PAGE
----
Description: Cool, slow-moving, small rivers of flat, marshy settings at low to moderate elevations. These small rivers drain small watersheds of up to 200 sq.mi. in size and have an average bankfull width of 65 feet. The slow-moving waters are dominated by runs with interspersed pool sections and a few short or no distinct riffles. Their substrate is usually dominated by silt, sand, and fine gravel, and they may exhibit high turbidity and be somewhat poorly oxygenated. These low-gradient rivers are often described as unconfined and have moderate to high sinuosity with broader valleys. They are typically surrounded by floodplain forest, wetlands, or eroded sand or clay banks or fine sediment bars. Cool water temperatures in these rivers means the fish community will contain a higher proportion of cool and warm water species relative to coldwater species. There will be less habitat with cool enough temperatures to support coldwater species year round. Additional variation in the biological community is expected in acidic, calcareous, and neutral geologic settings where the pH of the water will limit the distribution of certain macroinvertebrates, plants, and other aquatic biota. ​

Download the pdf for this habitat for information about species, crosswalks to state names, and condition of this habitat.
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Low Gradient, Warm, Small Rivers

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Distribution: DE, MD, NJ, NY, PA, VA, WV. 2,488 miles of habitat in the region, of which 9.1% of the 100m riparian buffer is conserved.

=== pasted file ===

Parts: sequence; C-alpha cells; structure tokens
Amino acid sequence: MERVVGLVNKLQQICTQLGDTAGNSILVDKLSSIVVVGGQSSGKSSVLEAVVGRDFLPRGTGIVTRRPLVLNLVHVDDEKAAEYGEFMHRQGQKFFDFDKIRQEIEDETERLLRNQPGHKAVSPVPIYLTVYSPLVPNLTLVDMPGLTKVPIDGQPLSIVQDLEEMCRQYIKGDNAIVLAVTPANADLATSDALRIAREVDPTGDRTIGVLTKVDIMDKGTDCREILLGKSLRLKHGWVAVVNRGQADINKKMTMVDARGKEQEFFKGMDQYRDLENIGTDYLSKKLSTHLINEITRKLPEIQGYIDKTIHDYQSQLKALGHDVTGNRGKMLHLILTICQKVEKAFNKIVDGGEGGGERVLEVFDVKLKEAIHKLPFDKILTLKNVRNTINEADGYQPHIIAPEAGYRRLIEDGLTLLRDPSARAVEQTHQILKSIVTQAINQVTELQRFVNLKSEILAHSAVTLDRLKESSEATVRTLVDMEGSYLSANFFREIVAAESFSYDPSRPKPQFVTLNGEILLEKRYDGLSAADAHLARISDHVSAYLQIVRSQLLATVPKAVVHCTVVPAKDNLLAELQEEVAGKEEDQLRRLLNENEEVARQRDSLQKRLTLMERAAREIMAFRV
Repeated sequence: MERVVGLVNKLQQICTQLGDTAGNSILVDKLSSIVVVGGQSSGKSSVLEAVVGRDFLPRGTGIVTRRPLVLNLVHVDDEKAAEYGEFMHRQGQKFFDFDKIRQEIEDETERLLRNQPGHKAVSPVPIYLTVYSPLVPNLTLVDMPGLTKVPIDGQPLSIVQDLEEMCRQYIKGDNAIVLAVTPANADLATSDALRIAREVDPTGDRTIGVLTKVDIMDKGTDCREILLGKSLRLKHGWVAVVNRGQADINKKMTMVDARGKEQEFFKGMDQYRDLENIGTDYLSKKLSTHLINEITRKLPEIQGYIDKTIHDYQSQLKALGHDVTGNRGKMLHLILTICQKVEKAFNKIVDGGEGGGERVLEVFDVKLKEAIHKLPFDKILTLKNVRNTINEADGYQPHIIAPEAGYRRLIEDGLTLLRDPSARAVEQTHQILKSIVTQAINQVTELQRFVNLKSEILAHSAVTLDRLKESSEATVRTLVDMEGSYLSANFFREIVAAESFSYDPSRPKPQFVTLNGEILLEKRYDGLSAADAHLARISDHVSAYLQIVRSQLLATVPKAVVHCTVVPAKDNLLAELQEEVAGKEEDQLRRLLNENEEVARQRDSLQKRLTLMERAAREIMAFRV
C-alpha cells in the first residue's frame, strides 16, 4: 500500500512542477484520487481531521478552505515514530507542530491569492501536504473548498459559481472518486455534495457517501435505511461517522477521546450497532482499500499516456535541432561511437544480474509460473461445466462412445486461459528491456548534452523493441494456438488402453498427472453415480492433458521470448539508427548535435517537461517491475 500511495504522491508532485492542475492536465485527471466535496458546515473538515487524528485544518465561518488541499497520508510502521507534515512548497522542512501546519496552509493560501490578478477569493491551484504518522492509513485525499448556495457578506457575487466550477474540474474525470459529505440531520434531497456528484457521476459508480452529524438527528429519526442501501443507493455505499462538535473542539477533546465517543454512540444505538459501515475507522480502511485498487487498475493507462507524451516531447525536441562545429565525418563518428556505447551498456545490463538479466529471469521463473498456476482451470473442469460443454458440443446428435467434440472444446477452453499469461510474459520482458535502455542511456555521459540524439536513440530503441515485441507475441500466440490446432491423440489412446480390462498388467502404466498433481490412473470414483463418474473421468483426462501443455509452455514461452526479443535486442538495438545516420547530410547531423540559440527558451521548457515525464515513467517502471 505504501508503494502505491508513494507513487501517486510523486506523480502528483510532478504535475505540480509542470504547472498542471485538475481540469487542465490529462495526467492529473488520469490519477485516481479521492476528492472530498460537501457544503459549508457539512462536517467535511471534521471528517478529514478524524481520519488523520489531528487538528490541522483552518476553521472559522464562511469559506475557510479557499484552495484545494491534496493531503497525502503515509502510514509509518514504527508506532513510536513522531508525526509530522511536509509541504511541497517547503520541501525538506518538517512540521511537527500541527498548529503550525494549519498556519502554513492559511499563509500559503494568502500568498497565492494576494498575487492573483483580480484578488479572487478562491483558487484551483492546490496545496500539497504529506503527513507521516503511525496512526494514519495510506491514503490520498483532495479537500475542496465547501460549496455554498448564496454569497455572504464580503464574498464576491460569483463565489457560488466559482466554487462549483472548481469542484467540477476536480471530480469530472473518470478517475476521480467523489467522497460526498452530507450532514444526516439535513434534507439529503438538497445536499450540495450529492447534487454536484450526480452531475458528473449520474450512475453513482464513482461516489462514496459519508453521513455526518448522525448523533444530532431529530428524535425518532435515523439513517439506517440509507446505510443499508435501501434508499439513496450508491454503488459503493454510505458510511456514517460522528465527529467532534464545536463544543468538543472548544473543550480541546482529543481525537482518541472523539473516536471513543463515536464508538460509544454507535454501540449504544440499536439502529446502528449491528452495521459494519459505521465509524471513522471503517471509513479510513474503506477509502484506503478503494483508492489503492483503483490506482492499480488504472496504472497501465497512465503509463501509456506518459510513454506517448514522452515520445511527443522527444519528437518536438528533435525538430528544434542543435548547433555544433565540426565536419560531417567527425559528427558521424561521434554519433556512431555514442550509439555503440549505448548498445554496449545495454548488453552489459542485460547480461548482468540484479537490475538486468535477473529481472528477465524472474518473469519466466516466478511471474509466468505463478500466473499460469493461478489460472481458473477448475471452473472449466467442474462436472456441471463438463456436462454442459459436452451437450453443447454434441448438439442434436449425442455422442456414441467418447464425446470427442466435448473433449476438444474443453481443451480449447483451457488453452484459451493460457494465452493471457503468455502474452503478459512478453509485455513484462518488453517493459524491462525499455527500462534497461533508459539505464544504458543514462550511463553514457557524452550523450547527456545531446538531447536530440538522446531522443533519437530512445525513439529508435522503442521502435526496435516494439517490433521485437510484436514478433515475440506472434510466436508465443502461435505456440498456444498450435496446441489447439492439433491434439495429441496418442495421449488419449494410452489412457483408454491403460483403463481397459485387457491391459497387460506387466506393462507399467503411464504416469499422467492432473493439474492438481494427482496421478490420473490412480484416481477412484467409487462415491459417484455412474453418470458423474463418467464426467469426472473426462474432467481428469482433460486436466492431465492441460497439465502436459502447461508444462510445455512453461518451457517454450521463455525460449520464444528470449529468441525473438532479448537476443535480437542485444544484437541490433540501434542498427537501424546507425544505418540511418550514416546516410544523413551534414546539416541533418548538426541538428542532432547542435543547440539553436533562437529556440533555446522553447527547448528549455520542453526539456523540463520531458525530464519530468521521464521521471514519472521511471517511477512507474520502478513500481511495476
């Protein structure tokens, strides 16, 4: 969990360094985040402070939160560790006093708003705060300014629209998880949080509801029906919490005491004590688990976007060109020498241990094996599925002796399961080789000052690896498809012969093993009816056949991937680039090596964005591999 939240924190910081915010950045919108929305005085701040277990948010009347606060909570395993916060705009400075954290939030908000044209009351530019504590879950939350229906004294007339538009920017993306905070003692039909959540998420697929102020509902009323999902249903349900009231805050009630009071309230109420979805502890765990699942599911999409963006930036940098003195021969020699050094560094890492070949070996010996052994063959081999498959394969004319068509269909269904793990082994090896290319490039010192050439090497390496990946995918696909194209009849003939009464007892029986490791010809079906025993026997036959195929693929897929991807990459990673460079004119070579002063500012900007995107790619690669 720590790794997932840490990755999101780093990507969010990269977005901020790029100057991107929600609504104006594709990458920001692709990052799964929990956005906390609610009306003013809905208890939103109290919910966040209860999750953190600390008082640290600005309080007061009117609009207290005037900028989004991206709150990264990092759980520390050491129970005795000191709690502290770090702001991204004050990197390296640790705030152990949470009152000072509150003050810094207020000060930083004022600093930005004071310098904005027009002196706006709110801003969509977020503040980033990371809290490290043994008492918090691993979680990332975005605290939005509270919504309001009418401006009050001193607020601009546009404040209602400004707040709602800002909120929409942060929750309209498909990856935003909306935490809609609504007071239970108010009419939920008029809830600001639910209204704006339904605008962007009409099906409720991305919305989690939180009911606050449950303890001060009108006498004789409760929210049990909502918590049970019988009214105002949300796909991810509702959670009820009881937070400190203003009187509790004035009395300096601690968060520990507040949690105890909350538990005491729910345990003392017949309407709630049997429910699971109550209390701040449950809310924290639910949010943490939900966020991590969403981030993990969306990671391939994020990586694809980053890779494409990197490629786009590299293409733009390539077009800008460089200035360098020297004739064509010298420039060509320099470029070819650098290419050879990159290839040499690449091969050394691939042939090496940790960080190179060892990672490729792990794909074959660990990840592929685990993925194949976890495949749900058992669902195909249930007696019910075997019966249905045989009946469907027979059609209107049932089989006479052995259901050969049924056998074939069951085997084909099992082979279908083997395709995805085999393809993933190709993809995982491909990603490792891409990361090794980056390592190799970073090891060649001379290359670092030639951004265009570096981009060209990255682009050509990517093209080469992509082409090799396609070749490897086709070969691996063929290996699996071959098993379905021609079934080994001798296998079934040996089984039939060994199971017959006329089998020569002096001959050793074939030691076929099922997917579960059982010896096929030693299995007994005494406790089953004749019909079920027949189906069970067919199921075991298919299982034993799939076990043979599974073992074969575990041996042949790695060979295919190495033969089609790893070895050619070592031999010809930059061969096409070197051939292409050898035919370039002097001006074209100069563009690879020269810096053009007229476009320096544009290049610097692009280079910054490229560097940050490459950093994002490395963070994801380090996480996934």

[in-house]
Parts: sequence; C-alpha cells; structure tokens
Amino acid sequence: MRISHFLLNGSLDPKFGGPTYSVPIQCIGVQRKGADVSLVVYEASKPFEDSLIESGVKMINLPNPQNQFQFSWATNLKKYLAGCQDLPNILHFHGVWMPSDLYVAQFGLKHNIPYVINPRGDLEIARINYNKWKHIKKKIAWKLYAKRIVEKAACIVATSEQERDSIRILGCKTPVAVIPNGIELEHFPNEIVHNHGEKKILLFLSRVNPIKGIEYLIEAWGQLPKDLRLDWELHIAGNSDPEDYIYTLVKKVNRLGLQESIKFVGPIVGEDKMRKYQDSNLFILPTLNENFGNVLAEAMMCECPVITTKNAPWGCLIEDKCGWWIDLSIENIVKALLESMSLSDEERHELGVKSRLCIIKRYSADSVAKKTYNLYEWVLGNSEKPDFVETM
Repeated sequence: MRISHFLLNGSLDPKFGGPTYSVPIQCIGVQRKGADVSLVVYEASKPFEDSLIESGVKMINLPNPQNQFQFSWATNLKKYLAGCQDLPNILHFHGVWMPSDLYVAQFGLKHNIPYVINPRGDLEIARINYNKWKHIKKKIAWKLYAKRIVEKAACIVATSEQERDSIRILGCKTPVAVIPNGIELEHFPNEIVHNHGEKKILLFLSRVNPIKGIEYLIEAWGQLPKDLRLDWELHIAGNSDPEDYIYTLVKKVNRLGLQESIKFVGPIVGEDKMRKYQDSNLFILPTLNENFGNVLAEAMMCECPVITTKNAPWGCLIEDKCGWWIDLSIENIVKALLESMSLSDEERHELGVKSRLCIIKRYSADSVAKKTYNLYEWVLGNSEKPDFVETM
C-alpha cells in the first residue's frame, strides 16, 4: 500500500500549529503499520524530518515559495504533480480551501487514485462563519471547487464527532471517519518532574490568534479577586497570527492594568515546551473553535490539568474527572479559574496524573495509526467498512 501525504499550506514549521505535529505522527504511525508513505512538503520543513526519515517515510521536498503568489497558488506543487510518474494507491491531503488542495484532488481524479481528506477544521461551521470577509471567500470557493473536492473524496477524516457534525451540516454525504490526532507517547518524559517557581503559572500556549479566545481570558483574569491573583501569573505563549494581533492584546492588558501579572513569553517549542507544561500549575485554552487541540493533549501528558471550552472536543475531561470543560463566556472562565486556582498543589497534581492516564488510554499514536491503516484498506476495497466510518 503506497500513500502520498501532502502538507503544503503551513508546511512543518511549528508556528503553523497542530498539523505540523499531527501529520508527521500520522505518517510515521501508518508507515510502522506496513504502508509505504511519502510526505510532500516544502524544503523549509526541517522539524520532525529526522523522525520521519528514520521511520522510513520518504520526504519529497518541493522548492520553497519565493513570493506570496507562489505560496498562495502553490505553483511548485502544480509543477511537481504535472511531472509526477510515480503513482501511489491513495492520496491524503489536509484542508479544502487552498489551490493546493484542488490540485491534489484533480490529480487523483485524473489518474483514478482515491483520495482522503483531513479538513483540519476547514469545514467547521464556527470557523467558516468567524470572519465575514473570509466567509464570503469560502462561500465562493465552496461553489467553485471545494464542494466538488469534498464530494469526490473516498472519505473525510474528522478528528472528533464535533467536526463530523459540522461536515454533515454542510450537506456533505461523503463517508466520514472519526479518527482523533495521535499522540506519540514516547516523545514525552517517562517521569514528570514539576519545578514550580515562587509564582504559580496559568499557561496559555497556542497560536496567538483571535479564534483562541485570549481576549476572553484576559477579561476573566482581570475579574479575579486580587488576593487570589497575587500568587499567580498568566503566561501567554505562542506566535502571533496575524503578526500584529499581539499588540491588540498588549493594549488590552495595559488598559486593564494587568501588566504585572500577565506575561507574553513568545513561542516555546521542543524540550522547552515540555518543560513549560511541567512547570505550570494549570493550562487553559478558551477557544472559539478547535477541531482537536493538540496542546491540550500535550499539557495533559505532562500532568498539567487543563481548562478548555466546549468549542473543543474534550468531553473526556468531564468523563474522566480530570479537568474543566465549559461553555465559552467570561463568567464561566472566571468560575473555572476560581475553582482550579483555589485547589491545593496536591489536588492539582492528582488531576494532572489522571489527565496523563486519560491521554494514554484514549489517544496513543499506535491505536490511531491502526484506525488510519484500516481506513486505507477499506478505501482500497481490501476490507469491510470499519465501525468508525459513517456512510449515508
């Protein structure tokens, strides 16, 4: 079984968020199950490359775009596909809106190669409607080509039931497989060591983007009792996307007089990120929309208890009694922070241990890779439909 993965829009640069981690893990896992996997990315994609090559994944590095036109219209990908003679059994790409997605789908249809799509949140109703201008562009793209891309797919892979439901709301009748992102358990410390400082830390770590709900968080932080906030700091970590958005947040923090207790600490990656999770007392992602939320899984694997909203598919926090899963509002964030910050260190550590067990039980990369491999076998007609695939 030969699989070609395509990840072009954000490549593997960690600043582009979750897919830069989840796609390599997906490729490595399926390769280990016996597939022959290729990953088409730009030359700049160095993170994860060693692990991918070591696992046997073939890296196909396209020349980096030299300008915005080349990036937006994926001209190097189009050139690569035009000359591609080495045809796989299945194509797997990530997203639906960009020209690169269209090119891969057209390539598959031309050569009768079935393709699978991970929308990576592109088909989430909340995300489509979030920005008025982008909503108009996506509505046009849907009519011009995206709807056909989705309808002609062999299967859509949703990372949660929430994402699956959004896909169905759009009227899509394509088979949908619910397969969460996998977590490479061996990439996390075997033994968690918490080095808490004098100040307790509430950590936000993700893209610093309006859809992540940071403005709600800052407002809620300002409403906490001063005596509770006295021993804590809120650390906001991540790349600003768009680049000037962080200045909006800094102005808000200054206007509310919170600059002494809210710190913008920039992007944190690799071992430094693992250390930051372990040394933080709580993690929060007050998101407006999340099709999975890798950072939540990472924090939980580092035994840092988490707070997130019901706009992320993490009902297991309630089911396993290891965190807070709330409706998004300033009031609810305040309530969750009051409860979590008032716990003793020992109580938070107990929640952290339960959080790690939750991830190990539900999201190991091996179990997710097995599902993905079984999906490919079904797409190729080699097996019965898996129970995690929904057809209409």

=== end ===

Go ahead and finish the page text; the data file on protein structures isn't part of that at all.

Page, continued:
Description: Warm, slow-moving, small rivers of flat, marshy settings at low elevations and throughout the southern Mid-Atlantic. These small rivers of southern regions, drain watersheds up to 200 sq.mi and have an average bankfull width of 62 feet. The slow-moving waters are dominated by runs with interspersed pool sections and a few short or no distinct riffles. Their substrate is usually dominated by silt, sand, and fine gravel, and they may exhibit high turbidity and be somewhat poorly oxygenated. These low-gradient rivers are often described as unconfined and have moderate to high sinuosity with broader valleys. They are typically surrounded by floodplain forest, wetlands, or eroded sand or clay banks or fine sediment bars. Warm water temperatures in these rivers means the fish community will contain a higher proportion of warmwater species relative to coolwater species. These systems are unlikely to support any resident coldwater species. Additional variation in the biological community is expected in acidic, calcareous, and neutral geologic settings where the pH of the water will limit the distribution of certain macroinvertebrates, plants, and other aquatic biota.